Plumlee is the behind-the-scenes breakout candidate, so much as a 28-year-old veteran can break out. After paying Monroe big money to be their starting center, the Bucks granted Moose big minutes, and he obliged statistically with averages of 15.3 points and 8.8 rebounds. But, just as the Pistons did during Monroe’s five years in Detroit, the Bucks grew frustrated with his defense, which resulted in an abysmal 107.5 defensive rating with him on the court, and they began shopping him at the deadline.
The Bucks were 4.4 points better per 100 possessions defensively with Plumlee, an improvement from Monroe that would vault Milwaukee from 28th to 13th in defensive rating if projected over a full season. Given his previously mentioned prowess as a pick-and-roll partner and impact in lineups with the Giannis-Middleton-Parker trio, it’s a wonder Plumlee didn’t earn more than 14 minutes a night.
If Antetokounmpo and Parker both fulfill their All-Star potential; if the sum of Snell, Brogdon and Vaughn holds the wing fort until a Middleton return; if they can squeeze a stalwart defensive effort from either Plumlee, Henson or Maker in the middle; if the additions of Dellavedova, Teletovic and Terry can lift their overall 3-point percentage; and if Beasley is more Chinese Basketball Association MVP than Super Cool Beas; then, a return to the playoffs is well within the Bucks’ considerable reach.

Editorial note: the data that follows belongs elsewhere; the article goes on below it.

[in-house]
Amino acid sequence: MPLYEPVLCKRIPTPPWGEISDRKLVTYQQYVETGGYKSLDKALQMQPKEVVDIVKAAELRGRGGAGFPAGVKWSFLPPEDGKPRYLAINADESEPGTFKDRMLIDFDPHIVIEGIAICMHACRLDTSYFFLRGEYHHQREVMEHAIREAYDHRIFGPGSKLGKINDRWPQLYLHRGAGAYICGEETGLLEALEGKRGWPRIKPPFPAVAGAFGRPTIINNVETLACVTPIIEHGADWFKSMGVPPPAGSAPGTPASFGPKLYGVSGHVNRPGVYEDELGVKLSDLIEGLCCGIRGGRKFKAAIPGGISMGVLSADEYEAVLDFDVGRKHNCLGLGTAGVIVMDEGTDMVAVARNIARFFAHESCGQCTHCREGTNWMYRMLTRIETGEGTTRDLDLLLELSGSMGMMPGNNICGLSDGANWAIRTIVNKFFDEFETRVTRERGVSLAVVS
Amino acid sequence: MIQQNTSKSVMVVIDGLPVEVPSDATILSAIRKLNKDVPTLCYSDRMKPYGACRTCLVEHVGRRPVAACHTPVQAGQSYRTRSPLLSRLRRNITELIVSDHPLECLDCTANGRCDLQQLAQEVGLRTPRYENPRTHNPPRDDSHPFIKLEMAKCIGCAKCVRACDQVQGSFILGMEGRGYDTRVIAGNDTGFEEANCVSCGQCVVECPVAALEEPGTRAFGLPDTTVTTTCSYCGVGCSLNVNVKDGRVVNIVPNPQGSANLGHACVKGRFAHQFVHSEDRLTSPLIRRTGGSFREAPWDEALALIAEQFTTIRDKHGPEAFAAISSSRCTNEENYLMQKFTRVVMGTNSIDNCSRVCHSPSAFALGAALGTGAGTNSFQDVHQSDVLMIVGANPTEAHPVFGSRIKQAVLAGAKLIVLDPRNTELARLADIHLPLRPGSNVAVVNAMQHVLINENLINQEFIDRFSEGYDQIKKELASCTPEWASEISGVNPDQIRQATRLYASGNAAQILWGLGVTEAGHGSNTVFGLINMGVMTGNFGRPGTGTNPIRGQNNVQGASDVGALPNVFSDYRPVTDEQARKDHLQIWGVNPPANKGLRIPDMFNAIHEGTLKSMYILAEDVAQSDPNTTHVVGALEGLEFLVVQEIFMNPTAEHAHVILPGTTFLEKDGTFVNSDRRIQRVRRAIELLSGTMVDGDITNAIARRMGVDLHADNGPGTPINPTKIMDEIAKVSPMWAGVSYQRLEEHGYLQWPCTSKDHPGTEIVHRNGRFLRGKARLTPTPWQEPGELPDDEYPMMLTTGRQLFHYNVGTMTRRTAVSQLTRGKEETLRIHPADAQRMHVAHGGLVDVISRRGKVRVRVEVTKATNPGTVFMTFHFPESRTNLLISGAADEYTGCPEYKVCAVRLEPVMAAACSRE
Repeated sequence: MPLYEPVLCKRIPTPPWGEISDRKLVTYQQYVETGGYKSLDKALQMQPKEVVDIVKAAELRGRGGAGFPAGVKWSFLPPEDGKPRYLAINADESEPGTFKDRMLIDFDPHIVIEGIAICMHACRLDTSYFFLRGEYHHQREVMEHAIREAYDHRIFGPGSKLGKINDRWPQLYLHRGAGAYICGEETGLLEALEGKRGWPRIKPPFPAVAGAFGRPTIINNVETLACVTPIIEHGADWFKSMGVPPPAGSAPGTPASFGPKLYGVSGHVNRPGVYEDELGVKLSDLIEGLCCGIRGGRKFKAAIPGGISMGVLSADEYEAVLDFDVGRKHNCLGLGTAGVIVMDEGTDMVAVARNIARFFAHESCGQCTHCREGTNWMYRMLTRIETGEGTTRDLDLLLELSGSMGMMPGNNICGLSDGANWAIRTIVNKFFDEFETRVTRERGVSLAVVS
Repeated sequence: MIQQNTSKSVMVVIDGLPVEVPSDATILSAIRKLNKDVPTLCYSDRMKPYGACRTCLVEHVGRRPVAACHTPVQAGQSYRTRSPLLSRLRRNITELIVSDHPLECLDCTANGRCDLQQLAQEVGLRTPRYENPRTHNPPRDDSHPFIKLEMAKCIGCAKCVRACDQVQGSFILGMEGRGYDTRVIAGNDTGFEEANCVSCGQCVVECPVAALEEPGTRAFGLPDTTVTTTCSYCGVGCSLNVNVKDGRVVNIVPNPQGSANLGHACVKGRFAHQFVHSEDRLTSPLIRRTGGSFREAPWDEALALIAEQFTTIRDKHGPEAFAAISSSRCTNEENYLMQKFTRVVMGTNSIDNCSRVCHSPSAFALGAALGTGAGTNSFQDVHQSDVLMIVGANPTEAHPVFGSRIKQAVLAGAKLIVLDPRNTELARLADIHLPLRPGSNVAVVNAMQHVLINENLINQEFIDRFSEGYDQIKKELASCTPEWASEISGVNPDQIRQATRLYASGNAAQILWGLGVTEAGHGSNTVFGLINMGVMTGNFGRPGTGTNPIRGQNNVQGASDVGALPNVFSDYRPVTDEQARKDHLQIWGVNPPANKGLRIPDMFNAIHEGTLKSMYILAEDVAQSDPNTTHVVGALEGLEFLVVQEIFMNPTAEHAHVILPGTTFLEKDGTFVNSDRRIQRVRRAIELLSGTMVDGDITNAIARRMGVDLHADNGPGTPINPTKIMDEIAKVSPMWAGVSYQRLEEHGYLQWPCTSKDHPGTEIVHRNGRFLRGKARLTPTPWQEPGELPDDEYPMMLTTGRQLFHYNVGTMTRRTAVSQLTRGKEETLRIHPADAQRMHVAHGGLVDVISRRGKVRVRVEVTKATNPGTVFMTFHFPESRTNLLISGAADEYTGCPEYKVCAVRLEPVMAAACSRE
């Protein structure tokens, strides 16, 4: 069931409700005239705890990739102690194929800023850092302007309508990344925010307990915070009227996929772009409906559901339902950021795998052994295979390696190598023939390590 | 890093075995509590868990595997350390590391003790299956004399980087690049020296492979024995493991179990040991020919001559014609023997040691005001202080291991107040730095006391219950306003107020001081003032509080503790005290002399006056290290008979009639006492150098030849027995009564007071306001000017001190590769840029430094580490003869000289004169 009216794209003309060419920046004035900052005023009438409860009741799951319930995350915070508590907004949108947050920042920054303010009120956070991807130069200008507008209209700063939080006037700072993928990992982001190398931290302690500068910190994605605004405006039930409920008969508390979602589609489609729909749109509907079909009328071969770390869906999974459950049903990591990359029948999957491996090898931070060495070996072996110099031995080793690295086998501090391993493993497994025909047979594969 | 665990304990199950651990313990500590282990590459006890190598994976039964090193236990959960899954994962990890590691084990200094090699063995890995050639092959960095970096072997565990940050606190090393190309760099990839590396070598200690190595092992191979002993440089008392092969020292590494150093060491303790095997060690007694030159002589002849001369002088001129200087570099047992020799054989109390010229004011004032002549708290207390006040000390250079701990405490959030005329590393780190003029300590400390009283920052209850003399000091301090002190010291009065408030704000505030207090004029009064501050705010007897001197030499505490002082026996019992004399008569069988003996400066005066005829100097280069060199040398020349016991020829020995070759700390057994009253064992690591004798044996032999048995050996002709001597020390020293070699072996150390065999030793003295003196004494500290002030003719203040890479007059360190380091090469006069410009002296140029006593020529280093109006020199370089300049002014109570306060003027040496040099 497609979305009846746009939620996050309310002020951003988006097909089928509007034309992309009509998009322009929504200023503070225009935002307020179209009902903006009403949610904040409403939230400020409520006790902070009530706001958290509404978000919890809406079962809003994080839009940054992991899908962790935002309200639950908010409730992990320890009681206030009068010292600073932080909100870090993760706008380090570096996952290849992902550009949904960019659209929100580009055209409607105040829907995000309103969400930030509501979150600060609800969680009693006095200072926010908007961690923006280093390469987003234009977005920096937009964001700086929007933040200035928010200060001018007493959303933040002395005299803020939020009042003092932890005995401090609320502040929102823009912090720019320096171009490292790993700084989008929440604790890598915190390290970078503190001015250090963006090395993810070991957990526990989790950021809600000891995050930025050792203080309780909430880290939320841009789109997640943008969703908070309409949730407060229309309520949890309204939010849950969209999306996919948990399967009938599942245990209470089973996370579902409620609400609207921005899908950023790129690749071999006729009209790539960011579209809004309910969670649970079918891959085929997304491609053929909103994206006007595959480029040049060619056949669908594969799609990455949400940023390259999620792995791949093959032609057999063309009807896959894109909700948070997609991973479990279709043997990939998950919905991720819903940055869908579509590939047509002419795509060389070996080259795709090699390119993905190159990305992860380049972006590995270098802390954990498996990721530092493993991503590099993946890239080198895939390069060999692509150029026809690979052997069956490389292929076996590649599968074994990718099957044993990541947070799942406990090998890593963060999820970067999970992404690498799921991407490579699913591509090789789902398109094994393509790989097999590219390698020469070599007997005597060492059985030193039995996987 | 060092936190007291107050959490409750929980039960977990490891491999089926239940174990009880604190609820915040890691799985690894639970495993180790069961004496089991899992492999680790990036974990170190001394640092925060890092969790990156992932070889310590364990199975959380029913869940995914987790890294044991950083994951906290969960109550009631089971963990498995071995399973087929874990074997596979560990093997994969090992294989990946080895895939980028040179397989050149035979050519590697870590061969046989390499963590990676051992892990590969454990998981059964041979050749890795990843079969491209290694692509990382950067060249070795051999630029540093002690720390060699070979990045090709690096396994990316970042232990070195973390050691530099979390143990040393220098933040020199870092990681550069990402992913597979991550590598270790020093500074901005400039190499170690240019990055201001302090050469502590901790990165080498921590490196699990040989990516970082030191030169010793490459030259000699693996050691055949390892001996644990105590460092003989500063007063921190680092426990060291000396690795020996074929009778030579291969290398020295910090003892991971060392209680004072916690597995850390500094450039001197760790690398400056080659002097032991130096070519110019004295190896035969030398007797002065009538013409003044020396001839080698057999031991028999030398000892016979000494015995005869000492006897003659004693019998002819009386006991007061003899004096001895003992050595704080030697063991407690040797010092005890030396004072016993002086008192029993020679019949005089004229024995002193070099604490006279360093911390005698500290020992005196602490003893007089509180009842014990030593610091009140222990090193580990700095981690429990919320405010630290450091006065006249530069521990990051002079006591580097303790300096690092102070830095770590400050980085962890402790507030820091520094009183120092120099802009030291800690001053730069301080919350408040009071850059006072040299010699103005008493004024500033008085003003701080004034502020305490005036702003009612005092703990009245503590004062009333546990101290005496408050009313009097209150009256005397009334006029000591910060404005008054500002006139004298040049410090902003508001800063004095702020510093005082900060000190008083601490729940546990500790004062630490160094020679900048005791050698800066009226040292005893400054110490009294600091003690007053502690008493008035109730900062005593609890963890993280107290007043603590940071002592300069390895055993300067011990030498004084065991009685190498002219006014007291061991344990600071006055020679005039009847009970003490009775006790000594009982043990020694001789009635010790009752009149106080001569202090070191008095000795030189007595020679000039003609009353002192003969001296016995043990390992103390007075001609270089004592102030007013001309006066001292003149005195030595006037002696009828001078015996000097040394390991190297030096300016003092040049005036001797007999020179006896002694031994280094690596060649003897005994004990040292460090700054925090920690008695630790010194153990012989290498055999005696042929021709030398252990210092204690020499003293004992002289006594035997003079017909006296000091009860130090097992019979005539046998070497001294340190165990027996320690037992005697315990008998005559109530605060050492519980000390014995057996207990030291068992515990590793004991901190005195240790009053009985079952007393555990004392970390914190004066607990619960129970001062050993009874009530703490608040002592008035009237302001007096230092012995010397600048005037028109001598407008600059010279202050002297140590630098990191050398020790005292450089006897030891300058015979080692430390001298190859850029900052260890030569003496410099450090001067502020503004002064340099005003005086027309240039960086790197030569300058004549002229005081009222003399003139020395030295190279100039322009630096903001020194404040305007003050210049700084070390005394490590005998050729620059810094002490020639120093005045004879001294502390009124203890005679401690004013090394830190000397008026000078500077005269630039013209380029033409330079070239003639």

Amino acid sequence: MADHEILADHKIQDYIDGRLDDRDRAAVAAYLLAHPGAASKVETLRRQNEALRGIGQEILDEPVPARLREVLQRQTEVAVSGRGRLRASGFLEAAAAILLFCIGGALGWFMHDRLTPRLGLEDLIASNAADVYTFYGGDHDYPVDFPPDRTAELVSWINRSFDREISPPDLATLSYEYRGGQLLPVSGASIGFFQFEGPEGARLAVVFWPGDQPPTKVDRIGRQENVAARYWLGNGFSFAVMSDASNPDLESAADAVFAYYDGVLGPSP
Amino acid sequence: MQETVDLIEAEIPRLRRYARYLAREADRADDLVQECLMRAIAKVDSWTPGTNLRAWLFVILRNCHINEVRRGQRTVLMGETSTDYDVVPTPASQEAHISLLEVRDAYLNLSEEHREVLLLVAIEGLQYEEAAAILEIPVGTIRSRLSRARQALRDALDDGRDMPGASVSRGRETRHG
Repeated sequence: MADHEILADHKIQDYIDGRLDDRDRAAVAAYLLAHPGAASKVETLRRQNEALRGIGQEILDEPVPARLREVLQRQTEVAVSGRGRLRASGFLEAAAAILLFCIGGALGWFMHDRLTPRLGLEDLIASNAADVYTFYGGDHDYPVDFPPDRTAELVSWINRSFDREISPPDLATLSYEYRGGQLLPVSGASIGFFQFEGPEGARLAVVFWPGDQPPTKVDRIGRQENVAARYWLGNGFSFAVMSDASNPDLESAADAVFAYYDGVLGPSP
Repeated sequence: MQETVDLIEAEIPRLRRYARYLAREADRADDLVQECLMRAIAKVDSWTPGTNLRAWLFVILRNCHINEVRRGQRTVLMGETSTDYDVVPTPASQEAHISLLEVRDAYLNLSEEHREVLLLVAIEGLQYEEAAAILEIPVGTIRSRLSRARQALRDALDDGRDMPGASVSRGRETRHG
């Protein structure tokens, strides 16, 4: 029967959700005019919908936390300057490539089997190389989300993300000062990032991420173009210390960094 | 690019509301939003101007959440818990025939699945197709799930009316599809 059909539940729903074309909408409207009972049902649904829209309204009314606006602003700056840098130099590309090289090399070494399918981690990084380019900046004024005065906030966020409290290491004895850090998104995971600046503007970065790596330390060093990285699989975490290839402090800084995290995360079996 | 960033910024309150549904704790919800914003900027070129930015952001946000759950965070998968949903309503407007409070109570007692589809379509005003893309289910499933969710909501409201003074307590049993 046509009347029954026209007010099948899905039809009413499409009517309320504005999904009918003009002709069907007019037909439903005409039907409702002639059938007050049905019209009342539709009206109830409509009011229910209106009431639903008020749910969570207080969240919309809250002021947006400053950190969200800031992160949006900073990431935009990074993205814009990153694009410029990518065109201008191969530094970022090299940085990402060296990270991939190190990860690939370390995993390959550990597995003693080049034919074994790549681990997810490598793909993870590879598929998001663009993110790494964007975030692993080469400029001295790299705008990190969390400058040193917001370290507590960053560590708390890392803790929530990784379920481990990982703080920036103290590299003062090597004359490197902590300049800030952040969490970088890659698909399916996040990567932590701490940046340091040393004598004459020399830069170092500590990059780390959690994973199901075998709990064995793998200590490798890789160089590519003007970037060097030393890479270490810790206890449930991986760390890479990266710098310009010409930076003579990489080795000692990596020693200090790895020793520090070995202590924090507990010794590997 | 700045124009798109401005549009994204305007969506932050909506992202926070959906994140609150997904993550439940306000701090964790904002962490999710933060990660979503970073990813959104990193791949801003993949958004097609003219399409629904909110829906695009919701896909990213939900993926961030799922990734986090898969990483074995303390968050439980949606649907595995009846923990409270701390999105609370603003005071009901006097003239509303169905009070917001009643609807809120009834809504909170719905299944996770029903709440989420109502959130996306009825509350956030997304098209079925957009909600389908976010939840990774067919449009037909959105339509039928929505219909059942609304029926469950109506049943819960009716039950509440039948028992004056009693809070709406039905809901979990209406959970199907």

Or, if the #PointGiannis experiment results in the sort of mythical expectations its created in social media circles, then I guess we’ll have to reconsider this basketball season and life itself entirely.
If everything falls apart:
If the loss of Middleton proves impossible to overcome on both ends of the floor; if the $69 million investment in Dellavedova and Teletovic does little to slow those shooting and defense woes; if they can’t find value for Monroe in a trade and keep riding his productive-but-ineffective minutes; if their last two drafts bear no fruit; and if #PointGiannis is merely a gimmick other NBA teams ultimately solve; then, at least they’ll have another lottery pick with which they can find one more pterodactyl.
Kelly Dwyer’s Best Guess at a Record:
39-43, ninth in the Eastern Conference.
Read all of Ball Don’t Lie’s 2016-17 NBA Season Previews:
Atlanta Hawks • Boston Celtics • Brooklyn Nets • Charlotte Hornets • Chicago Bulls • Cleveland Cavaliers • Detroit Pistons • Indiana Pacers • Miami Heat • Milwaukee Bucks • New York Knicks • Orlando Magic • Philadelphia 76ers • Toronto Raptors • Washington Wizards
Dallas Mavericks • Denver Nuggets • Golden State Warriors • Houston Rockets • Los Angeles Clippers • Los Angeles Lakers • Memphis Grizzlies • Minnesota Timberwolves • New Orleans Pelicans • Oklahoma City Thunder • Phoenix Suns • Portland Trail Blazers • Sacramento Kings • San Antonio Spurs • Utah Jazz